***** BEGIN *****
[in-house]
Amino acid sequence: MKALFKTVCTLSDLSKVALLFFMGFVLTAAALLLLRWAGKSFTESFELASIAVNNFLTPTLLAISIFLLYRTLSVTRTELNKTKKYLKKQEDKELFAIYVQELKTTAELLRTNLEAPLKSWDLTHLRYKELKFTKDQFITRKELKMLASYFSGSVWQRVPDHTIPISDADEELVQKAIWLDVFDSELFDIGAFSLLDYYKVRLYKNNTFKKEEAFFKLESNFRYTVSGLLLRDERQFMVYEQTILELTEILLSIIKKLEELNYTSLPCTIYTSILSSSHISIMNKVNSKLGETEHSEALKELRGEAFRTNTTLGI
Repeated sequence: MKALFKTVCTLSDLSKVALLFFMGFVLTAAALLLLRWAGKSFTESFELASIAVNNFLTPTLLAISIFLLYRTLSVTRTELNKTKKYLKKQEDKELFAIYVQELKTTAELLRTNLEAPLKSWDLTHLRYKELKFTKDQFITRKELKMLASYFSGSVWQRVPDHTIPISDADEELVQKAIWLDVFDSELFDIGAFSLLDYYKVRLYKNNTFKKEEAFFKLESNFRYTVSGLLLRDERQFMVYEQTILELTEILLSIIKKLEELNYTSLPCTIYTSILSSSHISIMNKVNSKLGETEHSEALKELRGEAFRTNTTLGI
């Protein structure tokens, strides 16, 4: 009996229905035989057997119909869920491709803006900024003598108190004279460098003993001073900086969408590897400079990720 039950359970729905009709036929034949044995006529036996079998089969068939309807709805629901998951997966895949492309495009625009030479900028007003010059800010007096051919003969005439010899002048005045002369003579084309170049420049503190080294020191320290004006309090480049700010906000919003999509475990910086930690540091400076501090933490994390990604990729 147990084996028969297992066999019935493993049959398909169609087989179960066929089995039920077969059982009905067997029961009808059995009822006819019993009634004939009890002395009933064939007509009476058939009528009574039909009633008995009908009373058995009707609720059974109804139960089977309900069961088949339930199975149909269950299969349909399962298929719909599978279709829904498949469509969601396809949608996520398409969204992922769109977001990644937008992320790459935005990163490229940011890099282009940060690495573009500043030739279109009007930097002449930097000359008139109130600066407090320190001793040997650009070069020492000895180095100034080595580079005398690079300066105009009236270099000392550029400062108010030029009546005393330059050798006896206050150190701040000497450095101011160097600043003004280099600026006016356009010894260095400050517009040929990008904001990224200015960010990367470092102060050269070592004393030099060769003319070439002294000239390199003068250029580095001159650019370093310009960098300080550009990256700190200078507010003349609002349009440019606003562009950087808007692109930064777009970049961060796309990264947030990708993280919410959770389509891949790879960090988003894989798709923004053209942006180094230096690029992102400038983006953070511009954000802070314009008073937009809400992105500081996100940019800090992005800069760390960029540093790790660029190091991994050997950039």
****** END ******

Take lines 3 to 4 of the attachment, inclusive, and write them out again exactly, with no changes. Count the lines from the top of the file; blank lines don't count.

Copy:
Repeated sequence: MKALFKTVCTLSDLSKVALLFFMGFVLTAAALLLLRWAGKSFTESFELASIAVNNFLTPTLLAISIFLLYRTLSVTRTELNKTKKYLKKQEDKELFAIYVQELKTTAELLRTNLEAPLKSWDLTHLRYKELKFTKDQFITRKELKMLASYFSGSVWQRVPDHTIPISDADEELVQKAIWLDVFDSELFDIGAFSLLDYYKVRLYKNNTFKKEEAFFKLESNFRYTVSGLLLRDERQFMVYEQTILELTEILLSIIKKLEELNYTSLPCTIYTSILSSSHISIMNKVNSKLGETEHSEALKELRGEAFRTNTTLGI
């Protein structure tokens, strides 16, 4: 009996229905035989057997119909869920491709803006900024003598108190004279460098003993001073900086969408590897400079990720 039950359970729905009709036929034949044995006529036996079998089969068939309807709805629901998951997966895949492309495009625009030479900028007003010059800010007096051919003969005439010899002048005045002369003579084309170049420049503190080294020191320290004006309090480049700010906000919003999509475990910086930690540091400076501090933490994390990604990729 147990084996028969297992066999019935493993049959398909169609087989179960066929089995039920077969059982009905067997029961009808059995009822006819019993009634004939009890002395009933064939007509009476058939009528009574039909009633008995009908009373058995009707609720059974109804139960089977309900069961088949339930199975149909269950299969349909399962298929719909599978279709829904498949469509969601396809949608996520398409969204992922769109977001990644937008992320790459935005990163490229940011890099282009940060690495573009500043030739279109009007930097002449930097000359008139109130600066407090320190001793040997650009070069020492000895180095100034080595580079005398690079300066105009009236270099000392550029400062108010030029009546005393330059050798006896206050150190701040000497450095101011160097600043003004280099600026006016356009010894260095400050517009040929990008904001990224200015960010990367470092102060050269070592004393030099060769003319070439002294000239390199003068250029580095001159650019370093310009960098300080550009990256700190200078507010003349609002349009440019606003562009950087808007692109930064777009970049961060796309990264947030990708993280919410959770389509891949790879960090988003894989798709923004053209942006180094230096690029992102400038983006953070511009954000802070314009008073937009809400992105500081996100940019800090992005800069760390960029540093790790660029190091991994050997950039």